The Secret to Public Speaking

When I ask audiences what the key to public speaking is, they almost always respond with “preparation”. Makes sense, right? The more you plan your message, the better you’ll be at delivering a smooth presentation. I agree with planning being a key.

However, planning, in itself, does little to attract listeners to our message. For this, we need something else. And that “something else” is what our speaking effectiveness hinges on. That “something else” is the secret to public speaking. Some speakers know this intuitively. Others must become aware and then learn the power of it.

Before I share the secret to public speaking, consider the following.

There are 3 core areas of our presentation, from our listeners’ perspective. One area is speaker ease and confidence, the first thing listeners notice about any presentation. From the moment we walk in the room, stand up to speak, or take the stage, listeners get an impression of how our presentation will go based on who we are. Our behavior, poise, sense of self as well as sense of them as listeners communicate volumes.

The second thing our listeners notice is our message. They notice whether it makes sense. They notice if it is clear. They notice if it’s comprehensive. This is the piece we plan for. We want it to work. It therefore is key that we take the time to plan it. Yet, as already identified, our message is only one of 3 areas of our presentation.

The third area our listeners pay attention to is how well we relate to them. Is our message relevant? Have we shared story that speaks to their experiences? Are we looking at our listeners? Are we allowing interaction to happen with them? Are we responding to them? If we stay in our head, only focusing on our message, only on what we want to say, we have lost a valuable opportunity to connect.

Once again, planning, in itself, does little to attract listeners to our message. It simply focuses our attention on what we know about a topic before we speak on it. That’s not good enough.

The secret to public speaking effectiveness is the same as the key to the workplace environment, to leadership, to marriage and to family structures. The best public speakers are the ones who know how to relate. Essentially, public speaking proves how well we relate. And it effects all 3 areas of our presentation.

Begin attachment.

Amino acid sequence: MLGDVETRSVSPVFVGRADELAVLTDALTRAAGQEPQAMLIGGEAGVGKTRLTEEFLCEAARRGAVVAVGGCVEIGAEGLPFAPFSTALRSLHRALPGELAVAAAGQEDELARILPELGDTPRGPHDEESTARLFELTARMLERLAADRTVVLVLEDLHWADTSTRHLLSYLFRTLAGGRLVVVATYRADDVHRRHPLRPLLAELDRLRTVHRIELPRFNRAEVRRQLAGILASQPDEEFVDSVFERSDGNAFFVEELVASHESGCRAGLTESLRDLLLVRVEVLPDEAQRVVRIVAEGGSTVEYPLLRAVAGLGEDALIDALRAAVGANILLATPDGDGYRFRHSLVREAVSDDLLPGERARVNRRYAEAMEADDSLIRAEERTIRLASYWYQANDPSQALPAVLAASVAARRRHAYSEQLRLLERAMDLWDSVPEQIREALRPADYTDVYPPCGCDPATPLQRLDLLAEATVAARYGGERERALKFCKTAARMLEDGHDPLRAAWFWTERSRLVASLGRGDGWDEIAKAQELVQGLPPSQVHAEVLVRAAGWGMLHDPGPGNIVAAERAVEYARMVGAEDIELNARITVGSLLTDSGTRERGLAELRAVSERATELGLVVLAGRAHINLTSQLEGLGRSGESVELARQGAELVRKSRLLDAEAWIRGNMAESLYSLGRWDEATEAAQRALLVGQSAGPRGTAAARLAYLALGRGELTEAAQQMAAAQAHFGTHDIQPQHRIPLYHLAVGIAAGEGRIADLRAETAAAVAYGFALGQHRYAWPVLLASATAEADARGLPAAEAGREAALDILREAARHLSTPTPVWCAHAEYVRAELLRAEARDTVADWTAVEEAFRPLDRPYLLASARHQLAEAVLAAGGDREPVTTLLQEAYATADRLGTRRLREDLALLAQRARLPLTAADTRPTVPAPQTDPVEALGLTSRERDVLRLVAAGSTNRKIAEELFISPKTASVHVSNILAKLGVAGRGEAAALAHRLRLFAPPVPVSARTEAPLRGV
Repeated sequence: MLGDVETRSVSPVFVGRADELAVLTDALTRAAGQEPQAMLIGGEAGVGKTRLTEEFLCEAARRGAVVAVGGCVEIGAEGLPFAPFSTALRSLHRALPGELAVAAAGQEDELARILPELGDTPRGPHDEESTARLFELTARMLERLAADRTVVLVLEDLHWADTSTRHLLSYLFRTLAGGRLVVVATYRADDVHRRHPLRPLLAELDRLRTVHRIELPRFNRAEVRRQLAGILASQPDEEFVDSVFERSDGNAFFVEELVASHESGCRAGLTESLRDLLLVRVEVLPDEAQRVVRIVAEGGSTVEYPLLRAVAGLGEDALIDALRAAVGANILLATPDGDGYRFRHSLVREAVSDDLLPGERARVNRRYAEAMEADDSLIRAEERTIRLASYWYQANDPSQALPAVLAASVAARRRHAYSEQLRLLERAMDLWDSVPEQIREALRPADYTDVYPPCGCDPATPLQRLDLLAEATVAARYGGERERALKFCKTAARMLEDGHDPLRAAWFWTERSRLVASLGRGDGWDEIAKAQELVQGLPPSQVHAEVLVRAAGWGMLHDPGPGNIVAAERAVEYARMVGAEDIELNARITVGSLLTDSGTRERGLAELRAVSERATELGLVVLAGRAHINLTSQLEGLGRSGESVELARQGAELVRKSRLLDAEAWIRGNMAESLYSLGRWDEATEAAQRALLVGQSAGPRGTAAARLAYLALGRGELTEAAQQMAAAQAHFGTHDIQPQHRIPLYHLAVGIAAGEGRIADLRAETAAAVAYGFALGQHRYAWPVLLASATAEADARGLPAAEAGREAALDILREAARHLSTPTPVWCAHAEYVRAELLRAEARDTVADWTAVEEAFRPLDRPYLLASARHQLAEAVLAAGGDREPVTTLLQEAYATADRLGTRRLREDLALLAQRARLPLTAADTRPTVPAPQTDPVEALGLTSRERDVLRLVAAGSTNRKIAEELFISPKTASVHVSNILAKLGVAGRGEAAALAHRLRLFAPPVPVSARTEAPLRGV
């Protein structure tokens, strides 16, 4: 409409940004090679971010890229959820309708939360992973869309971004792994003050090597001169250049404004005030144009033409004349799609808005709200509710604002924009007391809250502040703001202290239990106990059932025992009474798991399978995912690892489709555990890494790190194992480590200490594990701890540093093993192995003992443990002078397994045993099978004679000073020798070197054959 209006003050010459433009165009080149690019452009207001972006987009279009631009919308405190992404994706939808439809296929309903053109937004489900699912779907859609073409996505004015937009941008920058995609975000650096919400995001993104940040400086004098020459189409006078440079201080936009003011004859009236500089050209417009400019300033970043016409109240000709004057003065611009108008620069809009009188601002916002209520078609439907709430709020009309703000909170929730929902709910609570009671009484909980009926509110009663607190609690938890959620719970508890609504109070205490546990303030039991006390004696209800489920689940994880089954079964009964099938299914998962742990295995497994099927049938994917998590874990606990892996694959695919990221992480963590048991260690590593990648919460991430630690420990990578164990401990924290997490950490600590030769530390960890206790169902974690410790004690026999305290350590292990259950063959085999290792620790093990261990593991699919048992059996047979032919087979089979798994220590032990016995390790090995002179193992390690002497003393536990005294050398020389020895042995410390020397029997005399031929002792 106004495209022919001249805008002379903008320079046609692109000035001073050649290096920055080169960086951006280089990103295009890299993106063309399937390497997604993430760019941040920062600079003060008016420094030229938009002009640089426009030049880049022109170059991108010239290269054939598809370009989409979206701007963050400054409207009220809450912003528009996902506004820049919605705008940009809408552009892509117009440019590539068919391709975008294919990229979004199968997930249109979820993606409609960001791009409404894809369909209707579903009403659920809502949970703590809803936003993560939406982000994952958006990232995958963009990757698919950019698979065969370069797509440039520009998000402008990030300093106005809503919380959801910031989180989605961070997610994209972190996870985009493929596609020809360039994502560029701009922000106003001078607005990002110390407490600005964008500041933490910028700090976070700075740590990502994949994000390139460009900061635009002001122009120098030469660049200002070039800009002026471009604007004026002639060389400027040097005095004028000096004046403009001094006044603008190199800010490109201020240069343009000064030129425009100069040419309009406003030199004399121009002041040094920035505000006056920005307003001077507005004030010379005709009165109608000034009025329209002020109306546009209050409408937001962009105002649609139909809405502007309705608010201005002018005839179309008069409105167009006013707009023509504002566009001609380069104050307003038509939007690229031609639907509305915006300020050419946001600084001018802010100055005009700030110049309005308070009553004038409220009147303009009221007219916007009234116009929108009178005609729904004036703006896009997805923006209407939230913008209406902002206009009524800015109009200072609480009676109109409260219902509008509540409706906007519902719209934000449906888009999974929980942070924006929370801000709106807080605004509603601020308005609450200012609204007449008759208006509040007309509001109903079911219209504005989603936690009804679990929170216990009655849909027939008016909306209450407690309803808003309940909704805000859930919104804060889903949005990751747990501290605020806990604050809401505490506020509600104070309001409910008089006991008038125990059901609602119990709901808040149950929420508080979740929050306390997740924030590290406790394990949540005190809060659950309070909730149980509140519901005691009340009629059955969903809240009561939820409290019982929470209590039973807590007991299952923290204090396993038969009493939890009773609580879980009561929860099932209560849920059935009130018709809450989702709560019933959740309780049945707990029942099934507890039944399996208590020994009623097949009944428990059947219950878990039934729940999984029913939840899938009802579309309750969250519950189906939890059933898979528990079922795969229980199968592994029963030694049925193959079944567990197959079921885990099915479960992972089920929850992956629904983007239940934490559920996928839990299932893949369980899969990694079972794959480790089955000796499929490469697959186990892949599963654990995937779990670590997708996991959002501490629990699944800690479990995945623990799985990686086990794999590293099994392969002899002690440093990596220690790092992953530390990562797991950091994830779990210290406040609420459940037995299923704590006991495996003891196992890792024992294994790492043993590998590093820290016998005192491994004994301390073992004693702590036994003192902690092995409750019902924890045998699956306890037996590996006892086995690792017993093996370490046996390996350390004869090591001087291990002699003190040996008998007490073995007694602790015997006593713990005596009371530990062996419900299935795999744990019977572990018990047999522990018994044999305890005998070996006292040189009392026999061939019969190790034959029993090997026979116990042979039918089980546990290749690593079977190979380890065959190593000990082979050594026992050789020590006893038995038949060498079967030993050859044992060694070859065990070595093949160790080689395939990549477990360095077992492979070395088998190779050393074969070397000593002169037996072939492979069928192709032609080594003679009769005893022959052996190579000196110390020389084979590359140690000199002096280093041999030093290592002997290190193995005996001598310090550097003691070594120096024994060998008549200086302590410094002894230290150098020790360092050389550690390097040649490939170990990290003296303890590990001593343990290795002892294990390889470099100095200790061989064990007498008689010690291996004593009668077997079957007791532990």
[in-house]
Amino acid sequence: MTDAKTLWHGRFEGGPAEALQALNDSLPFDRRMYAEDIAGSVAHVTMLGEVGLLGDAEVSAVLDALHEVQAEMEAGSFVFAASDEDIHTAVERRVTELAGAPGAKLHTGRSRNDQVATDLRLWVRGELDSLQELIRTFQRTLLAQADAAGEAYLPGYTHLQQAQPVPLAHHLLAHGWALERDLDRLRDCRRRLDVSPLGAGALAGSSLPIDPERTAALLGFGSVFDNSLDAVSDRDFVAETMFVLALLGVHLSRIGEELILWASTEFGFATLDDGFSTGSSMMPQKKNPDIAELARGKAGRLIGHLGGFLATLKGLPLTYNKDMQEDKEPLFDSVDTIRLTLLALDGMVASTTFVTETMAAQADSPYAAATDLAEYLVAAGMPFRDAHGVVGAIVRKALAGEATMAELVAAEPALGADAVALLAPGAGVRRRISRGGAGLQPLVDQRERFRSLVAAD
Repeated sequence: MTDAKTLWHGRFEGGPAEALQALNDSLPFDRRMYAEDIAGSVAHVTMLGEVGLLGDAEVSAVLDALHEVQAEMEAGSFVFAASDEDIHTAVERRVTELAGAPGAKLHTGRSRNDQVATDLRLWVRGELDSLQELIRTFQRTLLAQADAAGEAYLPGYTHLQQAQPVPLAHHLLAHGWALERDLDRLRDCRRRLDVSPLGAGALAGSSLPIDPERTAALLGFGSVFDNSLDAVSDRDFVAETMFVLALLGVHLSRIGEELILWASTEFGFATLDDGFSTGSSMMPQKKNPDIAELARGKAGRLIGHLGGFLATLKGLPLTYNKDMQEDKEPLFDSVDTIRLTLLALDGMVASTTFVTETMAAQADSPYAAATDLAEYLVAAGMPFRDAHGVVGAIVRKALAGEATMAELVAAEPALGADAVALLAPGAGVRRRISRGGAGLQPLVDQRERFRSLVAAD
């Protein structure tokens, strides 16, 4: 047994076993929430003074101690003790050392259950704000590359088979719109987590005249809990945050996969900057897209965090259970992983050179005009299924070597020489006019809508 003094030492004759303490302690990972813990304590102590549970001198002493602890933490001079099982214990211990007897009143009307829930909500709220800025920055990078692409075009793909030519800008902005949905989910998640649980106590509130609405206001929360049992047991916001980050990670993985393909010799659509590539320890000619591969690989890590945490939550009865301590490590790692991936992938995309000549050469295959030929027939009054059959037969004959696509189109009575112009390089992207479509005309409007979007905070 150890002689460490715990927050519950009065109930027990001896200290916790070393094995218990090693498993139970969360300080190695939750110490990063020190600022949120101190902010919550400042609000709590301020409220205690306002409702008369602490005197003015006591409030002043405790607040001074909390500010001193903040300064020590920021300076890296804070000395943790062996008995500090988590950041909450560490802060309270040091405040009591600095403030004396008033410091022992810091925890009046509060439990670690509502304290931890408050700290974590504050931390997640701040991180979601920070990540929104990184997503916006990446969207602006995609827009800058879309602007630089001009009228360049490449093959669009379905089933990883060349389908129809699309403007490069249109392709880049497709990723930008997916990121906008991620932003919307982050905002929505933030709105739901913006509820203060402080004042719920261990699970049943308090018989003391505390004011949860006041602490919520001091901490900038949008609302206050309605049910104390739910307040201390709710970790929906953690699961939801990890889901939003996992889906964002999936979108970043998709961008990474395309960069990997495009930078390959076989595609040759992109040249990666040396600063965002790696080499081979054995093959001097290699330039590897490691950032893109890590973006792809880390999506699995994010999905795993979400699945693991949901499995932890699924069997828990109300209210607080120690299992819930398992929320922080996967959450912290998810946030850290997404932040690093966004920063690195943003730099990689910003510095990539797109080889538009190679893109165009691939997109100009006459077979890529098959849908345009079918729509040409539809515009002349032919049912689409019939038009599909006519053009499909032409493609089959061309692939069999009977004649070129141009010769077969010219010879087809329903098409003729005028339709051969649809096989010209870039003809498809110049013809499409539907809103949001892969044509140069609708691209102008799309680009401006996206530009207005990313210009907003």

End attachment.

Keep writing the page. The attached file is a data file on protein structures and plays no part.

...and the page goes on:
Our listeners will notice we’re self-conscious if we appear nervous, which leads us to distance ourselves from them unless and until we look them in the eyes. Instead, the more willing we are to be with them, to connect to them, to pay attention to them, the more at ease we become and the more they are at ease with us.

Our listeners will notice we are selfish if we talk about things that matter only to us. But if we clarify our ideas’ importance to them, if we speak in language they understand and about those things that matter to our listeners, they will  tune into us and wonder at how well we understand them.

Finally, when we take that extra step to make them a part of our message, to say things like, “I don’t know about you, but this is what I experienced” or  “You’re probably better at this than I am. Here’s what I did…” or “How would this work for you?” then we prove that what we are talking about has to do with them and their experiences.

The key to speaking well is to establish a sound relationship with our audience and work on building it while we are in front of them. It’s about breaking down barriers. Just like so many roles we play, being a speaker is also about being a listener, an observer and someone who understands human experiences. Make sense?

If so, here’s what I want you to do. Plan only messages that speak to your listeners’ experiences, keeping it simple. Then listeners will appreciate your honed, clearly articulated message. If relating to your listeners makes sense, then get out of your head and pay attention to those around you. What listeners will notice is a confident, willing speaker. Finally, take your relationship skills the final step and don’t waste time on whether you’re good enough, smart enough or prepared enough to speak. If you’ve done the previous work, then shift from the selfish mindset of focusing on yourself and start connecting with those around you.

You’ll not only be using the key of planning well, but you’ll have a secret in your public speaking tool box that makes you really effective.

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